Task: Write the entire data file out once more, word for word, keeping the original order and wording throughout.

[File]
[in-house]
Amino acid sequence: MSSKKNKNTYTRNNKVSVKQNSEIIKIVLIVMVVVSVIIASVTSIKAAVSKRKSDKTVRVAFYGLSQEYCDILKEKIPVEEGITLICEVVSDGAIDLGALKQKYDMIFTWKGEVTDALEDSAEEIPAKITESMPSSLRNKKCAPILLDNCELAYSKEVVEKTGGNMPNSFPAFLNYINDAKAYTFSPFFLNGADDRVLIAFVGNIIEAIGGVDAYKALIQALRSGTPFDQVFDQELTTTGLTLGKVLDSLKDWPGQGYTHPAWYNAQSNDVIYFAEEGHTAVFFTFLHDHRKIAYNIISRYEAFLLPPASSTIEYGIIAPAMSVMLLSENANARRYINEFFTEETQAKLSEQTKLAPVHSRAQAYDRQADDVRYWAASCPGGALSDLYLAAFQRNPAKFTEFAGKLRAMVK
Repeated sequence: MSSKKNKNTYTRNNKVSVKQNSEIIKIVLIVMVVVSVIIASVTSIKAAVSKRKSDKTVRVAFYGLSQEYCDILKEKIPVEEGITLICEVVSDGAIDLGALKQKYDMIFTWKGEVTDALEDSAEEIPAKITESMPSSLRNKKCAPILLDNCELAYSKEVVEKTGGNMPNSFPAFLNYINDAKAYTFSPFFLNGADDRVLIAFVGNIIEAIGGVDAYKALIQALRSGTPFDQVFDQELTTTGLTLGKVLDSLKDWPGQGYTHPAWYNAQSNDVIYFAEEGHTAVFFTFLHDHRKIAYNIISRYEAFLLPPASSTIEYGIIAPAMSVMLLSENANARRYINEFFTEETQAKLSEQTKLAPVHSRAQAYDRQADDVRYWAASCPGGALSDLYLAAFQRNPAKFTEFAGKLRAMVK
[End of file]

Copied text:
[in-house]
Amino acid sequence: MSSKKNKNTYTRNNKVSVKQNSEIIKIVLIVMVVVSVIIASVTSIKAAVSKRKSDKTVRVAFYGLSQEYCDILKEKIPVEEGITLICEVVSDGAIDLGALKQKYDMIFTWKGEVTDALEDSAEEIPAKITESMPSSLRNKKCAPILLDNCELAYSKEVVEKTGGNMPNSFPAFLNYINDAKAYTFSPFFLNGADDRVLIAFVGNIIEAIGGVDAYKALIQALRSGTPFDQVFDQELTTTGLTLGKVLDSLKDWPGQGYTHPAWYNAQSNDVIYFAEEGHTAVFFTFLHDHRKIAYNIISRYEAFLLPPASSTIEYGIIAPAMSVMLLSENANARRYINEFFTEETQAKLSEQTKLAPVHSRAQAYDRQADDVRYWAASCPGGALSDLYLAAFQRNPAKFTEFAGKLRAMVK
Repeated sequence: MSSKKNKNTYTRNNKVSVKQNSEIIKIVLIVMVVVSVIIASVTSIKAAVSKRKSDKTVRVAFYGLSQEYCDILKEKIPVEEGITLICEVVSDGAIDLGALKQKYDMIFTWKGEVTDALEDSAEEIPAKITESMPSSLRNKKCAPILLDNCELAYSKEVVEKTGGNMPNSFPAFLNYINDAKAYTFSPFFLNGADDRVLIAFVGNIIEAIGGVDAYKALIQALRSGTPFDQVFDQELTTTGLTLGKVLDSLKDWPGQGYTHPAWYNAQSNDVIYFAEEGHTAVFFTFLHDHRKIAYNIISRYEAFLLPPASSTIEYGIIAPAMSVMLLSENANARRYINEFFTEETQAKLSEQTKLAPVHSRAQAYDRQADDVRYWAASCPGGALSDLYLAAFQRNPAKFTEFAGKLRAMVK